The aftermath of Wolverine’s death is explored in the series Wolverines. Sharp, Skel, Neuro, Endo, Junk, and the “Wolverines” (a team formed from the fallout of his death by Daken, Lady Deathstrike, Mystique, Sabretooth, and X-23) try to find Logan’s adamantium-covered body, which is taken by Mister Sinister. The group infiltrate Mister Sinister’s fortress to retrieve the body, but it is taken by the X-Men after a battle.
Nick Fury, Agent of S.H.I.E.L.D. vol. 3 was released in 1989. The series lasted 47 issues (Sept. 1989 – May 1993); its pivotal story arc was “the Deltite Affair”, in which many S.H.I.E.L.D. agents were replaced with Life Model Decoys in a takeover attempt.
The final feature in Astonishing Tales starred and introduced Deathlok, a conflicted cyborg who predated the popular movie character RoboCop by several years and has become one of the most enduring Marvel characters among those introduced in the 1970s; at least two major iterations of the character, featuring different individuals, starred in series in the 1990s and 2000s. Created by artist Rich Buckler, who devised the initial concept, and writer Doug Moench, the feature ran from #25-28 and 30-36 (Aug. 1974 – Feb. 1975 and June 1975 – July 1976), the final issue. Bill Mantlo scripted issues #32-35, with Buckler himself scripting the finale. Buckler described Deathlok as “an extension of a paranoid fantasy. He was a representation of part of my outlook and world view. He was a culmination of many of the messages in some of the music of the time. He was part of some of the things going wrong in our country at the time. Maybe he was the science that was going wrong.Artist George Pérez made his professional comics debut with a two-page backup feature in issue #25.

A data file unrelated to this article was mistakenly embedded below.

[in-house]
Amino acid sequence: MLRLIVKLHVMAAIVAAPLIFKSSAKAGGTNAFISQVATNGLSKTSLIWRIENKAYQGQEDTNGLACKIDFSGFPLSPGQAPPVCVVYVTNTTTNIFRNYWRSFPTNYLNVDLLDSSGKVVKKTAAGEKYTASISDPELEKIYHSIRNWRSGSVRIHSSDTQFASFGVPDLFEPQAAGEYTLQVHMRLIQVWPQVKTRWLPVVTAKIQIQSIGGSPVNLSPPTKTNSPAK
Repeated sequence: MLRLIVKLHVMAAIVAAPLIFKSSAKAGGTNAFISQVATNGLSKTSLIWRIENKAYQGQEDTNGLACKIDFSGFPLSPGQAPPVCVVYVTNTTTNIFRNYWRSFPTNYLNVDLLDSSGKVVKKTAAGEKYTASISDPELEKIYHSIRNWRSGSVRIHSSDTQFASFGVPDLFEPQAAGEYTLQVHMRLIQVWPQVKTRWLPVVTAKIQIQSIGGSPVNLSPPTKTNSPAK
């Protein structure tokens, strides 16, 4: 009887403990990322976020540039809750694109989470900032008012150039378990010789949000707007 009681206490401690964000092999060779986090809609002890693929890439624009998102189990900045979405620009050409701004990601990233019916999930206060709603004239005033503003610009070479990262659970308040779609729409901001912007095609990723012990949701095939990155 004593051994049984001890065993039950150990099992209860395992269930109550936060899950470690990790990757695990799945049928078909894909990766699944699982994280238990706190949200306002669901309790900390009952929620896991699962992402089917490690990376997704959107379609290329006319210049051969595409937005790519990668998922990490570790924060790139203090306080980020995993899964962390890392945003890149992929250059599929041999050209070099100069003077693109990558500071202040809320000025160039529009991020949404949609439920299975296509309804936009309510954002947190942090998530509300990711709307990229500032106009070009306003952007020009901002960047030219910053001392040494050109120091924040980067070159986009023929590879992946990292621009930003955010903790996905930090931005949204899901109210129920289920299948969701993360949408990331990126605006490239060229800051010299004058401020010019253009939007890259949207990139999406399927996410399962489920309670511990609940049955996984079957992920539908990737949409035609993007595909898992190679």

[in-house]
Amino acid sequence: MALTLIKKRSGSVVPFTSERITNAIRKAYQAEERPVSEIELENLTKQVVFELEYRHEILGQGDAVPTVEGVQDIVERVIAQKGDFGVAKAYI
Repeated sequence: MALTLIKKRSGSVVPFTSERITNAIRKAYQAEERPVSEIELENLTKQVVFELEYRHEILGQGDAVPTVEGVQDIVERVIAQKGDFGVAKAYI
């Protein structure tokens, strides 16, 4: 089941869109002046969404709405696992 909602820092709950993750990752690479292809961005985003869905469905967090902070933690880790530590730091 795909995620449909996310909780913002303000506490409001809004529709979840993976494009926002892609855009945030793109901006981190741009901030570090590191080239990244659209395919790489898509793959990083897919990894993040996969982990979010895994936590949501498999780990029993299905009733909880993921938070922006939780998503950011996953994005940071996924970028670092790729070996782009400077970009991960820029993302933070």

The team, created by Allan Heinberg and Jim Cheung, features numerous adolescent characters who typically have connections to established members of Marvel’s primary superhero team, the Avengers. The Young Avengers originally featured in a twelve issue run, later appearing in several notable Marvel crossover series, including the Civil War and The Children’s Crusade events, before the series was relaunched in January 2013 as part of the Marvel NOW! rebranding by writer Kieron Gillen and artist Jamie McKelvie.
The original series won the 2006 GLAAD Media Award for Outstanding Comic Book and the 2006 Harvey Award for Best New Series. The second volume by Kieron Gillen also received the award for Outstanding Comic Book at the 25th GLAAD Media Awards in 2014.
Created by Frank Miller, Elektra first appeared in Daredevil #168 (January 1981). Miller originally intended this issue, which was essentially a filler story, to be Elektra’s only appearance, but she instead became a frequently appearing villain in Daredevil until her death in issue #181 (April 1982). She was resurrected shortly after, but the story contained a narrative note which indicated that Daredevil would never encounter her again.
After over a decade’s absence, she reappeared in Daredevil #324-327 (January–April 1994), and went on to a brief stint as a supporting character in Wolverine (in #100-106). Daredevil writer D. G. Chichester recounted that he and editor Ralph Macchio had
bandied about the idea [of bringing back Elektra] in a casual fashion now and again, but neither of us wanted to do it as a gimmick. On the rare occasion I thought I had a legitimate angle to use her, Ralph was cool to the idea. But as we geared up for what would become Fall From Grace, Ralph out of the blue said, “What about bringing back Elektra?” — and it was really the missing piece that clicked together all the loose pieces of the story in my head, and became the nexus for everything tying together as well as it did. In my mind, it’s always been her to whom the title refers.
This upset Frank Miller, who claimed that Marvel had previously promised him that the character would not be used in any publication. She has since appeared in two eponymous ongoing series and several mini-series.